[52] See:

[53] The Passau Adressbuch 1905/1906 lists Alfred Bernheim as owner of Ludwigstraße 384.

[54] She stayed in bed for a very long time, and then lived with her brother, Franz Moos, in Buchau.

[55] In 1907, a synagogue was built on Wittelsbacherstraße 2 in Straubing. Due to the efforts of Ludwig Lauchheimer, Adolf Bergmann, Leopold Grünebaum and Julius Pick, Passau’s Jews joined the Jewish community in Straubing, whose statutes, to this day, provide this possibility for Jews in Lower Bavaria without a community of their own.

[56] From July 10, 1906 until August 8, 1906, Martha Bernheim worked at the Passau Merkur.

[57] It was the first local Jewish wedding. Catholic Joseph Deiler, a musician and Albert Kürzl, owner of the business building, served as witnesses. At that time, Stern lived at House No. 31 (currently Metzgergasse 2), and his wife at House No. 464 (currently Westlicher Stadtgraben 6).

[58] Else Stern was born on January 4, 1908, in Deggendorf. Gerda Stern was born on February 13, 1913 in Deggendorf.

[59] Stern registered it as Gemischtwarenhaus für Manufaktur-, Kurz-, Wollwaren, Putz u. Konfektion (house of mixed goods for manufactured, sewing, woolen goods, finery and fashion).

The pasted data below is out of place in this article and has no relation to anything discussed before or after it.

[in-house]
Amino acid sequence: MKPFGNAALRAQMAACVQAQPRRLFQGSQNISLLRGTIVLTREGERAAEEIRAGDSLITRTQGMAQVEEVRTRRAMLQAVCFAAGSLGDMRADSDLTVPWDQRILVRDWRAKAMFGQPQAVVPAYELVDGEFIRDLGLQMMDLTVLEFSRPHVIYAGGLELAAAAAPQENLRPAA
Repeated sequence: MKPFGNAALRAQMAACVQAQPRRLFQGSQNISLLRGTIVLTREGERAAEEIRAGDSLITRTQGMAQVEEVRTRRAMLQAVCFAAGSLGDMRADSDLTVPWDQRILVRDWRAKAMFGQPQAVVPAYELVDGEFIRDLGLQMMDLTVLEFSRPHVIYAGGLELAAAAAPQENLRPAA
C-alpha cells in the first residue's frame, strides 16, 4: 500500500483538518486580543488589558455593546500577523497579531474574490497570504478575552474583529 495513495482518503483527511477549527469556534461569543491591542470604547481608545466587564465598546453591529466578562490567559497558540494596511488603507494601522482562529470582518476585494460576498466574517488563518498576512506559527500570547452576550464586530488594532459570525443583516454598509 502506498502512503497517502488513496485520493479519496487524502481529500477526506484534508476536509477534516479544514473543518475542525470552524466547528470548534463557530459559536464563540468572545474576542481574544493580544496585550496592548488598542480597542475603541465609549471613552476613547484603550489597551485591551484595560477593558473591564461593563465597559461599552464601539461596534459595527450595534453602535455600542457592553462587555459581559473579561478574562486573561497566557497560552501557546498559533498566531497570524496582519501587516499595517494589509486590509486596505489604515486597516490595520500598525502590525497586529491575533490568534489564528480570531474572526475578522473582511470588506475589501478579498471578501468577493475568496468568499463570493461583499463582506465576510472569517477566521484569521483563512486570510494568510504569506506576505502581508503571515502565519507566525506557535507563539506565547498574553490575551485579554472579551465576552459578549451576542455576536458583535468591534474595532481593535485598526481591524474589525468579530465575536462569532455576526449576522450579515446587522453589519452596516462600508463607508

[60] In 1908, the display windows were significantly enlarged. In April 1909, the sketch for a planned renovation was submitted.

[61] The current address is Luitpold Plaza 8.

[62] Because the new building was smaller than the previous one, and sales room existed only on the 1st floor, the 2nd floor was integrated. Lutz-Dieter Behrendt, PhD, added on May 8, 2013, that Stern also gave up the shoe business, and “focused on selling clothes for men and women, for boys and girls”.

[63] Alfred Bernheim registered the Merkur company in Passau on December 29, 1915.

[64] In 1911, living quarters were built in. From January 1913-1915, Alfred lived in Ansbach. In 1914/15, the house at Ludwigstraße 7 belonged to Alfred Bernheim. Four families were living there.

[65] Regina Stern was born on July 18, 1886 in Tauberbischofsheim. The sales woman was a sister of Max Stern, and worked at the Deggendorf Merkur from February 1908 until October 1911.

[66] Luise Bernheim was born on November 19, 1875 in Buchau. The cashier worked at the Deggendorf Merkur from May until June of 1912.

[67] Herta Souhami was born on May 6, 1900 in Konstanz, Baden-Württemberg, and registered in Deggendorf as “evangelical.” On February 18, 1922, she reported leaving for Heidelberg.

[68] Ida Moos, born on February 7, 1842 was married to India importer Nathan Hirsch from Konstanz. The couple had four children, Rudolf, Mathilde, Fritz, and Lili. Mathilde (January 25, 1868 until October 1926) married Bekir Souhami from Smyrna, a French Schutzbürger (literally: “protected citizen”) in the Ottoman Empire.